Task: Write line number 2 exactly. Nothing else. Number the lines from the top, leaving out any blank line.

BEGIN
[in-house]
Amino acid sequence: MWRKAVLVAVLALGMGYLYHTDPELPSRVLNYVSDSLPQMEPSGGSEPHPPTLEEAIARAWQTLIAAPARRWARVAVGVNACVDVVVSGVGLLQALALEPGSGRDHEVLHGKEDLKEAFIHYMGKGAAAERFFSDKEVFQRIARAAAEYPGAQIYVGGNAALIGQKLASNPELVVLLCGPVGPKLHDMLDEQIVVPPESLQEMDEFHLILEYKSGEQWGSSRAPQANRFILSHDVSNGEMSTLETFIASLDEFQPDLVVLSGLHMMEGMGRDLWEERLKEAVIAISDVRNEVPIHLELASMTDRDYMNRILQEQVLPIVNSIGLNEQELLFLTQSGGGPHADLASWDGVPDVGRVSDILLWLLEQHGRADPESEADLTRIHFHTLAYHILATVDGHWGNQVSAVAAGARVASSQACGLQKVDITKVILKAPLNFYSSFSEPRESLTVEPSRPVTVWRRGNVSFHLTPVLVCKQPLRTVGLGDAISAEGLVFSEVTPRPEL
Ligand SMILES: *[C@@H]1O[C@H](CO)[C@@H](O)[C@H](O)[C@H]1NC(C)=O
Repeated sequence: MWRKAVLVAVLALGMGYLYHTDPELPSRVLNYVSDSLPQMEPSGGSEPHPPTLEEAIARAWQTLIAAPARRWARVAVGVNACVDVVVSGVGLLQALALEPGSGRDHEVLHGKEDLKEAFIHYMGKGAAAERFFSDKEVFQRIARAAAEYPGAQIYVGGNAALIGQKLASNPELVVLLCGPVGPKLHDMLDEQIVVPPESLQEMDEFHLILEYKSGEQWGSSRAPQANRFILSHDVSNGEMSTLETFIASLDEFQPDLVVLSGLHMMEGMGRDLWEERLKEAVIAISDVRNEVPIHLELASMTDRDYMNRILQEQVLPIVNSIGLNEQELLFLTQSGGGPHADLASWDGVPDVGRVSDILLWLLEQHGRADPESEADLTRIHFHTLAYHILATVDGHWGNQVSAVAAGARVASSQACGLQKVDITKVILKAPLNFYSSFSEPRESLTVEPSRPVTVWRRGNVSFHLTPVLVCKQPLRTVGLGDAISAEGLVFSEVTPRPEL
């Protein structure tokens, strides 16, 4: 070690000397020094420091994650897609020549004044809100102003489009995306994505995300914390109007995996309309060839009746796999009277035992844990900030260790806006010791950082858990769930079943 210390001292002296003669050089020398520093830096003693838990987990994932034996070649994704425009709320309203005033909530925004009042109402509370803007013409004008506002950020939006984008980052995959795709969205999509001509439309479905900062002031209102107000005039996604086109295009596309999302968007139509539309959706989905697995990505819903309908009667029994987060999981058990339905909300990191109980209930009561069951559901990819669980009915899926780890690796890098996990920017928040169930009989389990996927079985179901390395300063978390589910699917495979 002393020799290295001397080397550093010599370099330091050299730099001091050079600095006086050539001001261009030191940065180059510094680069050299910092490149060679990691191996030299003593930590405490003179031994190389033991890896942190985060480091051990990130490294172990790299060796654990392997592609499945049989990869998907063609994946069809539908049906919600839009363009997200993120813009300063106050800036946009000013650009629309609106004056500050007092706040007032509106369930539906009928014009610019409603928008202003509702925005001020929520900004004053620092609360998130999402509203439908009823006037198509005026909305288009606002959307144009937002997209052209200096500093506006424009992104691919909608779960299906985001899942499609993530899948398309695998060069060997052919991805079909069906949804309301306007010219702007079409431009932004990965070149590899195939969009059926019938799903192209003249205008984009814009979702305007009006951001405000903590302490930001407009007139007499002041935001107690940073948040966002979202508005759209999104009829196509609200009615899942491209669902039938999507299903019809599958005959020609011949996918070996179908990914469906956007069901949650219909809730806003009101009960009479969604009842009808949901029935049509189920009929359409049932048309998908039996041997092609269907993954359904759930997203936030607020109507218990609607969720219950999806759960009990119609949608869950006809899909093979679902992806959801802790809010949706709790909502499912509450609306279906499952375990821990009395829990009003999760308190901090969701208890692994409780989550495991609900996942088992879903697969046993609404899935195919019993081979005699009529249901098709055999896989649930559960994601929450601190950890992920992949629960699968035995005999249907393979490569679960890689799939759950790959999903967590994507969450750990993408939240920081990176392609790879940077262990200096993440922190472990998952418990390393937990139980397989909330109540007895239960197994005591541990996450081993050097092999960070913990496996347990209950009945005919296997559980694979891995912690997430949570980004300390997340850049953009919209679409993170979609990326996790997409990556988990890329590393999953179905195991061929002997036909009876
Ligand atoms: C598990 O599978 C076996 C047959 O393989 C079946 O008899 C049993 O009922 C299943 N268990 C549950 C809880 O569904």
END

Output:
Amino acid sequence: MWRKAVLVAVLALGMGYLYHTDPELPSRVLNYVSDSLPQMEPSGGSEPHPPTLEEAIARAWQTLIAAPARRWARVAVGVNACVDVVVSGVGLLQALALEPGSGRDHEVLHGKEDLKEAFIHYMGKGAAAERFFSDKEVFQRIARAAAEYPGAQIYVGGNAALIGQKLASNPELVVLLCGPVGPKLHDMLDEQIVVPPESLQEMDEFHLILEYKSGEQWGSSRAPQANRFILSHDVSNGEMSTLETFIASLDEFQPDLVVLSGLHMMEGMGRDLWEERLKEAVIAISDVRNEVPIHLELASMTDRDYMNRILQEQVLPIVNSIGLNEQELLFLTQSGGGPHADLASWDGVPDVGRVSDILLWLLEQHGRADPESEADLTRIHFHTLAYHILATVDGHWGNQVSAVAAGARVASSQACGLQKVDITKVILKAPLNFYSSFSEPRESLTVEPSRPVTVWRRGNVSFHLTPVLVCKQPLRTVGLGDAISAEGLVFSEVTPRPEL